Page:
Sprint & T-Mobile – Two Bad Companies Don’t Make a Good One

Ever since I worked in Telecom in 2008-2009, insiders had been saying we will see consolidation. We’ve been seeing it (Nextel, etc.). The Wall Street Journal is reporting:

Sprint Nextel Corp. and Deutsche Telekom AG are again discussing options for combining Sprint with the German company’s U.S. subsidiary, T-Mobile USA, though a deal is unlikely in the near term, people familiar with the matter said.

A deal would combine the third and fourth largest wireless carriers by subscribers in the U.S. and create a substantial counterweight to industry leaders AT&T Inc. and Verizon Wireless.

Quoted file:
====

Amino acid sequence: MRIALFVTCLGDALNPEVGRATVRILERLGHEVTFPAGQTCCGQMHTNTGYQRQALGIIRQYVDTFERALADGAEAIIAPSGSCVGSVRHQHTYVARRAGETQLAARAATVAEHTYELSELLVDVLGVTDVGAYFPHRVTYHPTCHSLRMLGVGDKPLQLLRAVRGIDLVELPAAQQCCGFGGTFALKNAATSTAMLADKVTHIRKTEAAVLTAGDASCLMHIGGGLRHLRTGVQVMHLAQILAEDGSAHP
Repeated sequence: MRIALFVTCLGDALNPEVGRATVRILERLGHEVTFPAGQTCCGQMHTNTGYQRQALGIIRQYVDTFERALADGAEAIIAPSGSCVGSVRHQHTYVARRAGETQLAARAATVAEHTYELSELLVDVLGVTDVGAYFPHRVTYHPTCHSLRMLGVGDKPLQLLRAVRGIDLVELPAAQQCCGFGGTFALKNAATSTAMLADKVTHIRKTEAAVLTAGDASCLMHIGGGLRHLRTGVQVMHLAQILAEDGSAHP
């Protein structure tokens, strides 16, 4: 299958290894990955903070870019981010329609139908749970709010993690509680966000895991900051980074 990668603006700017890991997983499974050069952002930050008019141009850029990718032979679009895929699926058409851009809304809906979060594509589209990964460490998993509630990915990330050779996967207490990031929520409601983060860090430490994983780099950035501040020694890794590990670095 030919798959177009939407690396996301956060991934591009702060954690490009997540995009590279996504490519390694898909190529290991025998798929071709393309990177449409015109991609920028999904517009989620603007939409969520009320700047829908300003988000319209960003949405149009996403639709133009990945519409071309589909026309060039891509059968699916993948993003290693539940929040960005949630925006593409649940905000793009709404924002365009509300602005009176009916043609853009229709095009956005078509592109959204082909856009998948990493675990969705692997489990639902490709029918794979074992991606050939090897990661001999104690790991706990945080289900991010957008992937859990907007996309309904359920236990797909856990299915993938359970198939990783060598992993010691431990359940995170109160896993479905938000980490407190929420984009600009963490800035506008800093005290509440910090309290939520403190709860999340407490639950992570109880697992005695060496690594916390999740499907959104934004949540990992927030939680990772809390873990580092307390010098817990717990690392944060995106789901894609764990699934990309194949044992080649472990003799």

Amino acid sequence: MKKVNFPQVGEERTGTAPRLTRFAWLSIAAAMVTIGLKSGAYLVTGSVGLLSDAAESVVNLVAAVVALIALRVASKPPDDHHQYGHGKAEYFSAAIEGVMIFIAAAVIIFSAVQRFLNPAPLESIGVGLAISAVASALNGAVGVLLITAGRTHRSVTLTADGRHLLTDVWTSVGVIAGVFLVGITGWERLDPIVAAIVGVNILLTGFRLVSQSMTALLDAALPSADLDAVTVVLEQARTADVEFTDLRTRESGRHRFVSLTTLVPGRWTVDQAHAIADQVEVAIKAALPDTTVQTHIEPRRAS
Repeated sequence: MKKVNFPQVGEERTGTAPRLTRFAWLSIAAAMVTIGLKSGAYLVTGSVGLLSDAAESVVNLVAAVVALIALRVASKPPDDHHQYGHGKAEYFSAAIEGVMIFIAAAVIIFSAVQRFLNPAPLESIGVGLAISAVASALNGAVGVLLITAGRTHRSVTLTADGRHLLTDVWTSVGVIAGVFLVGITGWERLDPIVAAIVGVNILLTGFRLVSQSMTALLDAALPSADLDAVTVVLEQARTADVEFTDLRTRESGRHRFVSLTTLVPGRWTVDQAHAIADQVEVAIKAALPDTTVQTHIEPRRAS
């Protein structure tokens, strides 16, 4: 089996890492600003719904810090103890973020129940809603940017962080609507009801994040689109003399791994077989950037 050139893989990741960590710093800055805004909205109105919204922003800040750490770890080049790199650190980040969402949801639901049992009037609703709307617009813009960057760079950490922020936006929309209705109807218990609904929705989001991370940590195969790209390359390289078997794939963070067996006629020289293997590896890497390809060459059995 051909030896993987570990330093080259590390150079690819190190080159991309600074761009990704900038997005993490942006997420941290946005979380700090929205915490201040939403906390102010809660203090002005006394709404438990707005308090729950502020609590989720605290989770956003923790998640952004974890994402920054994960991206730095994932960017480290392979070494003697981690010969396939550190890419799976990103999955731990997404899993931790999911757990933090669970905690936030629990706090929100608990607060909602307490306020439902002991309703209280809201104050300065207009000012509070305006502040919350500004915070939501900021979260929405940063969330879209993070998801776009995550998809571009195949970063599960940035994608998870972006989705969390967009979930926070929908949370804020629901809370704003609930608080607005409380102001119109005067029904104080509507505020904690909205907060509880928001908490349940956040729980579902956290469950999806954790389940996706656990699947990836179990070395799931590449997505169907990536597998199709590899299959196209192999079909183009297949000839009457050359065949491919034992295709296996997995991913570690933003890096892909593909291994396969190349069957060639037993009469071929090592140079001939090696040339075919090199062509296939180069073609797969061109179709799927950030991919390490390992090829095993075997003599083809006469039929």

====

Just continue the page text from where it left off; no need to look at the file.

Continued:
The rule is – two bad companies never make a good one. Sprint and T-Mobile have become irrelevant in the discussion of big mobile carriers.

Verizon is big. AT&T is fast. It could be argued that T-Mobile is cheap – I have friends who keep Android devices on there just because it’s so inexpensive. That’s ok, but they’re not making it up on volume, which would be a necessary condition for a low cost business. Who even knows what Sprint’s strategy is at this point?

What’s even worse is that Sprint can’t seem to learn any lessons:

Sprint late last year finally put an end to revenue declines and subscriber losses in the wake of the company’s disastrous 2005 acquisition of Nextel Communications. Some at the company see no need for Sprint to take on the risk of a T-Mobile acquisition at this point.

March 8, 2011